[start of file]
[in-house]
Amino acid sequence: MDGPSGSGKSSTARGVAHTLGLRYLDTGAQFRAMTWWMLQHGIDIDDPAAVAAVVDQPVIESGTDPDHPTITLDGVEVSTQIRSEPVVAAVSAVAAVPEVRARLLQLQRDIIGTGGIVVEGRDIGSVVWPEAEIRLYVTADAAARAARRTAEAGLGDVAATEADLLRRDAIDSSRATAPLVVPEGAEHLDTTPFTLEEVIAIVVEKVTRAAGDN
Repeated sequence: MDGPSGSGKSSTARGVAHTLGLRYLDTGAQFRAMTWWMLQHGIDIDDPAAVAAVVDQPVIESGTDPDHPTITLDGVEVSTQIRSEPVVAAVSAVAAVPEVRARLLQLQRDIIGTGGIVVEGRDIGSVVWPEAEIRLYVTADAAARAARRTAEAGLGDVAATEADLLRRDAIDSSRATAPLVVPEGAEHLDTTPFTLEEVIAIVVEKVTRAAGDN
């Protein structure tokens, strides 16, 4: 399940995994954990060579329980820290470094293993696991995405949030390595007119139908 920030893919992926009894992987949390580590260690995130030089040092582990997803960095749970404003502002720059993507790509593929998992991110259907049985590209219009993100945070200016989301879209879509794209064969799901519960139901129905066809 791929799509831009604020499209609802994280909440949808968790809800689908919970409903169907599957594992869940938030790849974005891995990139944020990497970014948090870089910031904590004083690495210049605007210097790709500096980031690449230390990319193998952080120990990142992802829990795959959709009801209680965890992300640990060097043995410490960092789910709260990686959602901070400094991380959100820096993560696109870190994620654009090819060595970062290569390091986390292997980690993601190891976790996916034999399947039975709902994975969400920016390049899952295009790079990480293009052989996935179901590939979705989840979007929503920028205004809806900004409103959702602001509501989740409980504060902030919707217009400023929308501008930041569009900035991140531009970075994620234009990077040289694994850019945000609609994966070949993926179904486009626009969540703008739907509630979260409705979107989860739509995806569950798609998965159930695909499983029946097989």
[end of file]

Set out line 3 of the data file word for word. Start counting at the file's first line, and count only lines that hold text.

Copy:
Repeated sequence: MDGPSGSGKSSTARGVAHTLGLRYLDTGAQFRAMTWWMLQHGIDIDDPAAVAAVVDQPVIESGTDPDHPTITLDGVEVSTQIRSEPVVAAVSAVAAVPEVRARLLQLQRDIIGTGGIVVEGRDIGSVVWPEAEIRLYVTADAAARAARRTAEAGLGDVAATEADLLRRDAIDSSRATAPLVVPEGAEHLDTTPFTLEEVIAIVVEKVTRAAGDN